Feeling the side effects
Similarly, just as medicines lose efficacy over time, they also have unintended side-effects: The same is true for the other ‘accidental’ problems associated with quantitative easing.
Bryn Jones, lead manager on the Rathbone Strategic Bond fund, highlights the phenomenon of zombie companies. “Quantitative easing and negative rates encourage ‘zombification’. Lots of companies that should have gone bust, didn’t. UK companies can borrow at zero interest rates in Europe, so they have little incentive to improve their return on equity. If you increase the cost of capital, you encourage companies to target a higher return on equity,” he says, adding that this is why many economies are still stuck with significant spare capacity.
This is a particular problem in Japan and is part of the reason why growth is still so weak. In other words, quantitative easing might not just be ineffective, it may be contributing to weaker growth.
Equally, the cost of intervention is rising because markets are becoming complacent. Paul O’Connor, co-head of multi-asset investment at Henderson Global Investors, says: “The Bank of Japan owns around 80 per cent of the Japanese government bond market and is looking to own more and more. This has an effect on liquidity and on the functioning of the market.”
Negative interest rates are controversial. Jones points out that if a bank can use a safety deposit box to store money cheaper than it costs them to keep it in the bank, they will do so. Munich Re recently announced that it would store at least €10m ($11m) in two currencies so it wouldn’t have to pay banks to hold its cash under the European Central Bank’s negative interest rate policy. This would seem to put a floor on what can be achieved with a negative interest rate policy.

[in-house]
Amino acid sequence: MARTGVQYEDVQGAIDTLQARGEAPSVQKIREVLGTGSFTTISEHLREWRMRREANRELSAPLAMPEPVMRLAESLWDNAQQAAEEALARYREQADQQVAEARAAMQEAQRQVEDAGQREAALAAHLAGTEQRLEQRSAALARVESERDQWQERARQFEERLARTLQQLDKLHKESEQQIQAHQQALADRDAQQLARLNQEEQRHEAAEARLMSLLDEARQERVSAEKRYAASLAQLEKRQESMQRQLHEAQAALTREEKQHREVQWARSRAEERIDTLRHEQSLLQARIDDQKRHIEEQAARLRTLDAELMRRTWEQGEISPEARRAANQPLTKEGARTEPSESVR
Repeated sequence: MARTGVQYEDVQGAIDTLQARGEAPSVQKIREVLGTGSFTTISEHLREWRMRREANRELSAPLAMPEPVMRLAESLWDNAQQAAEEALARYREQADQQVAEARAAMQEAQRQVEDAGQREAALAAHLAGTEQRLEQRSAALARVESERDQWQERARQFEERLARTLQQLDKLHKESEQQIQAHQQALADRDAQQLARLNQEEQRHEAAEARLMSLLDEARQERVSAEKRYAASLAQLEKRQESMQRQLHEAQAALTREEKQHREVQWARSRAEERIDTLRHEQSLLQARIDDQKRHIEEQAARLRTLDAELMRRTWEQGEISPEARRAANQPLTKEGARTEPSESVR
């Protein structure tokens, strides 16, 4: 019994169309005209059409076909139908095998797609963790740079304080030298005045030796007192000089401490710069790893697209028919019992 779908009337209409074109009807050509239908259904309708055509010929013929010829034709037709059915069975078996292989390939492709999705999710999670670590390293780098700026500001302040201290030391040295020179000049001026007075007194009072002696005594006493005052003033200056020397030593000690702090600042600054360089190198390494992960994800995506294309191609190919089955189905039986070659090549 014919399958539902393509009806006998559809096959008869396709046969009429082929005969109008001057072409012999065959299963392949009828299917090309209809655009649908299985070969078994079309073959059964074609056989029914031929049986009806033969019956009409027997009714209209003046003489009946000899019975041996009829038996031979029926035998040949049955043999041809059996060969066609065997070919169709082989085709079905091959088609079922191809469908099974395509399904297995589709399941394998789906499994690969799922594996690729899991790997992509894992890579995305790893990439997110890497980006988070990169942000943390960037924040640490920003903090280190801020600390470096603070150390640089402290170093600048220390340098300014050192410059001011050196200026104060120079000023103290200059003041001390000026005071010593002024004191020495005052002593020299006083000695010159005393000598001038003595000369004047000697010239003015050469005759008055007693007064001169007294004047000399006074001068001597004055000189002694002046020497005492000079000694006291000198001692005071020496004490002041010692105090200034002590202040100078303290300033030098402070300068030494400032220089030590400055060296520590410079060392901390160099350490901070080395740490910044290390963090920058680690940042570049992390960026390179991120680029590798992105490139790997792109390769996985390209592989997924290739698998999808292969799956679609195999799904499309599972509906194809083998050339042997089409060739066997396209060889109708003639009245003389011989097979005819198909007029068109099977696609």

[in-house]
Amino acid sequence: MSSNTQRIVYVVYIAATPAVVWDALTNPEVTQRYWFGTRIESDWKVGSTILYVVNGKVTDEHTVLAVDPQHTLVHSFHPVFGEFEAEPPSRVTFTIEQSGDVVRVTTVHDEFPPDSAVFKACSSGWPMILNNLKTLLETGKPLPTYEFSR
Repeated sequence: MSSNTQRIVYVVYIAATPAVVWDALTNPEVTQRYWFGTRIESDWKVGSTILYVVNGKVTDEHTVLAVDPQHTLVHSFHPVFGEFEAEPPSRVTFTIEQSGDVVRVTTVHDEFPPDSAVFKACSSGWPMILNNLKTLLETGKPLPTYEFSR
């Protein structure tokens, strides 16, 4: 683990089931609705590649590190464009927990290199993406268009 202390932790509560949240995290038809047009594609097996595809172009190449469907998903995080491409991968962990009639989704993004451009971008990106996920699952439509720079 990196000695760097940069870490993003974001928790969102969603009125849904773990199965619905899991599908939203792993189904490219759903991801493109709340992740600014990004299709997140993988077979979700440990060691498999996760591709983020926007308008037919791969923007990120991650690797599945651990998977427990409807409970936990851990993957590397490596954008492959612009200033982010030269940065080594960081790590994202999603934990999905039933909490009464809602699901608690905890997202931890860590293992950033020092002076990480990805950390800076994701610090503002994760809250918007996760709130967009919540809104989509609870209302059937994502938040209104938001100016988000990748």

Jones points out that the ECB is sufficiently worried about this phenomenon that it has removed the €500 note from circulation.
A secondary side effect from the negative interest rate policy has been bank profitability. JP Morgan said: “Even if the portion of reserves subjected to deeply negative rates is limited, banks are not immune to a reduction in net interest income, especially if interest rates move deeper into negative territory.
“This is because banks seem unable or unwilling to pass negative deposit rates to their retail customers, leaving them with few options to offset costs.” As the health of banks has an impact on the financial system, this is worrying for everyone.
“Certainly, policymakers are not reacting with the urgency that markets want.”
Henderson’s O’Conner says: “The Eurozone policymakers underestimated the adverse effects on the profitability of the banks.” He suggests that the first quarter of 2015 really represented the ‘last hurrah’ for monetary policy. He believes this shows that the current monetary policy is fatigued, if not yet fully exhausted. “The current set of policies is reaching its limits,” he adds.
To be fair, these risks were always well-understood. In his blog, former Federal Reserve chair Ben Bernanke says: “So long as people have the option of holding currency, there are limits to how far the Fed or any central bank can depress interest rates. Moreover, the benefits of low rates may erode over time, while the costs are likely to increase. Consequently, at some point monetary policy faces diminishing returns.”
What are policymakers to conclude? Is extraordinary monetary policy likely to be effective from here? Jane Davies, manager of the HSBC Multi-Asset portfolios, urges market participants not to be too quick to judge unorthodox monetary policy a failure: “It is very difficult to quantify the effects of quantitative easing. There are so many variables. Certainly, large scale asset purchases have been effective in decreasing bond yields, but there is an ambiguity about other areas.”
“Some of its impact comes from the implicit guidance on the future path of monetary policy and that has depressed short-term interest rate expectations, particularly in Europe and Japan.”
She believes that policymakers – and market watchers – should look longer-term: “What can look like unintended consequences – such as the strengthening of the yen – could be a short-term outcome.”